New study claims that six-foot social distancing rule indoors is ineffective in preventing coronavirus transmission

Two researchers from the Massachusetts Institute of Technology (MIT) have argued that the “six-foot rule” of social distancing indoors is devoid of any scientific basis. Professors Martin Bazant and John Bush said that the risk of Wuhan coronavirus exposure indoors is the same regardless of distance – even if people wear masks. This is because respiratory droplets in the air tend to rise, travel and descend somewhere in an enclosed space.

For their study published April 27 in PNAS, Bazant and Bush developed a model to calculate indoor exposure risk. They included a number of factors such as duration of stay inside an enclosed space, use of masks, air filtration and circulation and respiratory activity. The two researchers explained that whether people situate themselves six feet or 60 feet apart, they still face the same risk of contracting the pathogen.

Cell Fuzion™ is an advanced antioxidant formula that protects cells against harmful free radicals and environmental toxins. It also supports healthy aging.During an interview with CNBC, Bazant argued that “there really isn’t much of a benefit to the six-foot rule, especially when people are wearing masks.” He explained: “The air a person is breathing while wearing a mask tends to rise and [come] down elsewhere in the room. [You’re] more exposed to the average background than you are to a person at a distance.”

However, well-ventilated spaces significantly diminish this risk. The MIT researchers’ findings suggest that an enclosed space can “be safely operated even at full capacity” as long as it has proper ventilation. Bazant elaborated: “Oftentimes – the space is large enough, the ventilation is good enough, [and] the amount of time [people] spend together is such that those spaces can be safely operated even at full capacity.”

The MIT professor added that he and his colleague found that the duration people spend in an enclosed space – not social distancing – plays a key factor in people’s safety. The less time people stay in such a space, the lower their risk is of contracting the Wuhan coronavirus.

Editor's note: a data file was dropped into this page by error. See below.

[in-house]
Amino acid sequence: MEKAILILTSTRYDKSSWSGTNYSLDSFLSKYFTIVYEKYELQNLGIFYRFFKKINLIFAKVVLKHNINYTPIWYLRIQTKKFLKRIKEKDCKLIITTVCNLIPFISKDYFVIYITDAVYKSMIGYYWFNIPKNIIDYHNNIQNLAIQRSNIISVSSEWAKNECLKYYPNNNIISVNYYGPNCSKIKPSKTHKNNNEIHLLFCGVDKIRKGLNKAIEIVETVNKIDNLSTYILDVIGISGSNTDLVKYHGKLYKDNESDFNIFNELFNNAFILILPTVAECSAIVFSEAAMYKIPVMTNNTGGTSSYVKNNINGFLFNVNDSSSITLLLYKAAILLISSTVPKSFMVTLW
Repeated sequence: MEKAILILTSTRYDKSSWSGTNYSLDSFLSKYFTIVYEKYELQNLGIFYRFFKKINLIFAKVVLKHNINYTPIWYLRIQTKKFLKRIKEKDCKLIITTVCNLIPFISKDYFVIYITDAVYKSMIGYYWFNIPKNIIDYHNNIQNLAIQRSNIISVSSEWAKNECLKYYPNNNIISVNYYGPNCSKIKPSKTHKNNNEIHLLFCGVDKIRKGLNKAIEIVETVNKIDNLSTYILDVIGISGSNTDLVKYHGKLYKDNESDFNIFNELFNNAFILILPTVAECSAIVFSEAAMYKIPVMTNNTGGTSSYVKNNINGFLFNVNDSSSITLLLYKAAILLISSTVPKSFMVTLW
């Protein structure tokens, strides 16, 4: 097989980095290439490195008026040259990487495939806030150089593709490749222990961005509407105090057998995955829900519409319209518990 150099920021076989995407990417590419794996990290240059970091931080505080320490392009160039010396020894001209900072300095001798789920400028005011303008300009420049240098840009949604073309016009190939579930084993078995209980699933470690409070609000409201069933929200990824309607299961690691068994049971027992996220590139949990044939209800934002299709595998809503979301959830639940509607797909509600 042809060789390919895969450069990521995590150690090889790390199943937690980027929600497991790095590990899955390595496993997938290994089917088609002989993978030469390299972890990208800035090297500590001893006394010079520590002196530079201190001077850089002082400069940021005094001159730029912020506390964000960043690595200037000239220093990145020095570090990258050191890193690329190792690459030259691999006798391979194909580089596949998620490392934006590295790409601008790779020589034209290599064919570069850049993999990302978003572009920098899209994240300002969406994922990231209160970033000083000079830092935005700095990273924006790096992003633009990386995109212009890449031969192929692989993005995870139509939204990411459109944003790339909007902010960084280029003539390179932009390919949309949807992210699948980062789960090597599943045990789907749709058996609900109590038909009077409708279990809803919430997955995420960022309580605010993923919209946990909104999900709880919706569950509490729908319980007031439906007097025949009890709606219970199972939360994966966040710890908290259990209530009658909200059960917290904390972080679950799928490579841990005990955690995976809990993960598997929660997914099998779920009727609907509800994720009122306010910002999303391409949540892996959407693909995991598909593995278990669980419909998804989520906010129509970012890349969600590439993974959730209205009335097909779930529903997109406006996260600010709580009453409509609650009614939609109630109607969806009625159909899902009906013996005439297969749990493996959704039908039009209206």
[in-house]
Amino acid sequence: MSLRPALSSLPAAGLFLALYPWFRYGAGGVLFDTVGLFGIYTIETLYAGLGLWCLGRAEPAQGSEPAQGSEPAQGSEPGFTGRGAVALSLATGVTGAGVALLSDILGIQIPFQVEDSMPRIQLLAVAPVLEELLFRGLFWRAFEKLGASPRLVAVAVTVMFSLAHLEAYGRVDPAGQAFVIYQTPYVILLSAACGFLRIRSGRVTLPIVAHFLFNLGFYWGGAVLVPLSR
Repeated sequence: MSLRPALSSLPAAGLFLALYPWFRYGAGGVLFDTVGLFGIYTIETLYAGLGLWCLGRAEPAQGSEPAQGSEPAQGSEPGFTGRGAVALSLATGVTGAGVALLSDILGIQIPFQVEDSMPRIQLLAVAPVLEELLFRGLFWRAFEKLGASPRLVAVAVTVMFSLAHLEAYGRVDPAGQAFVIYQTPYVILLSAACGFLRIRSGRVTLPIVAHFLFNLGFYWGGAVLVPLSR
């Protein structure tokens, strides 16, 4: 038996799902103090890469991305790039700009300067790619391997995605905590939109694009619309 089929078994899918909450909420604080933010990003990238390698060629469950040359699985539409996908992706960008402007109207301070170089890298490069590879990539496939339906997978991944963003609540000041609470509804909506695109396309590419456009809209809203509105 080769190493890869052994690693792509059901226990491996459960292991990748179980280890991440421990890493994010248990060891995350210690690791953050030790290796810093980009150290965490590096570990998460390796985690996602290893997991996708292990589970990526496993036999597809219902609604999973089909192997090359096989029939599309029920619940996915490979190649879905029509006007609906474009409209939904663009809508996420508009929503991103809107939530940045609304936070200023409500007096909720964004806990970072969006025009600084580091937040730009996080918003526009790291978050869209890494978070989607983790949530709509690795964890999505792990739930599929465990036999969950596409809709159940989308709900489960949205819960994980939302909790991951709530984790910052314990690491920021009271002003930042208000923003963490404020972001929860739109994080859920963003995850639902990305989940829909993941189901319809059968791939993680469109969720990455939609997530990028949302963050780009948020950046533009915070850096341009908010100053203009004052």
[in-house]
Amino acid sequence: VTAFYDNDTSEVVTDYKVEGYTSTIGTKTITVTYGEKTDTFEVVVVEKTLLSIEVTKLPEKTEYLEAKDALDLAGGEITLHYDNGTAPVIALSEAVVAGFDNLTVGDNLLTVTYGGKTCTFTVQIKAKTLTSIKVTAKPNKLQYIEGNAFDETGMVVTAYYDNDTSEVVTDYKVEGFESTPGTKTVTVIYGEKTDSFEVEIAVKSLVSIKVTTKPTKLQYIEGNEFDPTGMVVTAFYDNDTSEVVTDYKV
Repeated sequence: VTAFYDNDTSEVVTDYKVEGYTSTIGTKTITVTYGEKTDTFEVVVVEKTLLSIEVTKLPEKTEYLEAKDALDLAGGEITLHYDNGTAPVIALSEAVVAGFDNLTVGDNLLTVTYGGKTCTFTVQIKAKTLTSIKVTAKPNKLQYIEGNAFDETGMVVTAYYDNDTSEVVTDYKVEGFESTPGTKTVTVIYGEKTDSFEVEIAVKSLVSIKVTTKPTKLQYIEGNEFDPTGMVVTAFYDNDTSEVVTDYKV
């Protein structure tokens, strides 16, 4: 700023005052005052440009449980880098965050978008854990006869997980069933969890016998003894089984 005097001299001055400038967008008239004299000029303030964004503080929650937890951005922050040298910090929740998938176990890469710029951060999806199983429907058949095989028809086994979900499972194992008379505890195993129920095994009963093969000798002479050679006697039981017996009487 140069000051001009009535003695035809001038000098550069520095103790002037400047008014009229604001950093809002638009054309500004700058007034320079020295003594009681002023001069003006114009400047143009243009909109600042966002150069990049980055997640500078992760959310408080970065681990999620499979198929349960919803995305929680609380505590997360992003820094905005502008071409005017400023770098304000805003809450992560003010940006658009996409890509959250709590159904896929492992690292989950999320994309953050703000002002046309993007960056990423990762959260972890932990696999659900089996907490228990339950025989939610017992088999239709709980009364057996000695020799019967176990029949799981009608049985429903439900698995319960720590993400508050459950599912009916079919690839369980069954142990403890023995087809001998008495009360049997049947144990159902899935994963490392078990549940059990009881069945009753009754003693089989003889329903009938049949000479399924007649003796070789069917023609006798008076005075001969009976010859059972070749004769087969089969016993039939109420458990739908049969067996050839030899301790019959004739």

Bazant remarked that the scientific support for limiting the capacity of indoor spaces “is really not very good.” He continued: “What our analysis continues to show is that many spaces that have been shut down in fact don’t need to be. I think if you run the numbers, even right now for many types of spaces – you’d find that there is not a need for occupancy restrictions.”

Researchers argue that distance does not matter when it comes to droplet transmission indoors

According to guidance from the Centers for Disease Control and Prevention (CDC), people should maintain a minimum distance of six feet from each other. This is because the pathogen responsible for COVID-19 travels by respiratory droplets exhaled by an infected person. However, the MIT researchers argued that the so-called “six-foot rule” is ineffective in enclosed spaces.

Bazant and Bush noted in their study that human-to-human transmission of COVID-19 occurs via three routes – all involving aerosol droplets. Activities such as breathing, talking and coughing release these respiratory droplets, which are usually microscopic in size. These can rise and travel throughout an entire room as they are warm from a person’s body heat.

Contact transmission happens when a person touches infected droplets on a surface – with the hand or finger subsequently coming into contact with the eyes, nose or mouth. Large-drop transmission happens when large droplets from an infected person’s mouth enter the eyes or mouth of a non-infected person. Airborne transmission meanwhile happens when non-infected people inhale virus-laden small droplets expelled by an infected person or those lingering in the air.

Bazant and Bush remarked in their study that the six-foot rule can “substantially reduce the risk” of large-drop transmission. However, airborne droplets can travel distances beyond six feet. The researchers also noted that the difference between large-drop and airborne transmission is somewhat vague due to the varying sizes of expelled droplets.

The MIT researchers may have found a supporter in former Food and Drug Administration (FDA) Commissioner Scott Gottlieb. In March 2021, he dubbed the six-foot social distancing mandate as “the single costliest mitigation tactic” against COVID-19. The former FDA head also admitted that the rule “wasn’t based on clear science.”

Gottlieb remarked during an appearance in the CNBC program Closing Bell: “The six-foot distancing requirement has probably been the single costliest mitigation tactic we’ve employed in response to [COVID-19.] And it really wasn’t based on clear science.” He admitted that he and other health authorities “should have re-adjudicated [the issue] much earlier.”

According to the former FDA commissioner, health authorities initially assumed that the Wuhan coronavirus spread in the similar manner as influenza. “I think the fact that we’ve probably over-relied on a flu-based model caused us to under-appreciate the role of aerosol transmission. [It also] probably caused us to overestimate contaminated surfaces as a source of spread,” Gottlieb commented.

Visit Pandemic.news to read more articles about the six-foot rule and other measures to mitigate the spread of COVID-19.

Ramon Tomey

Sources include:

DailyMail.co.uk

PNAS.org

TheBlaze.com

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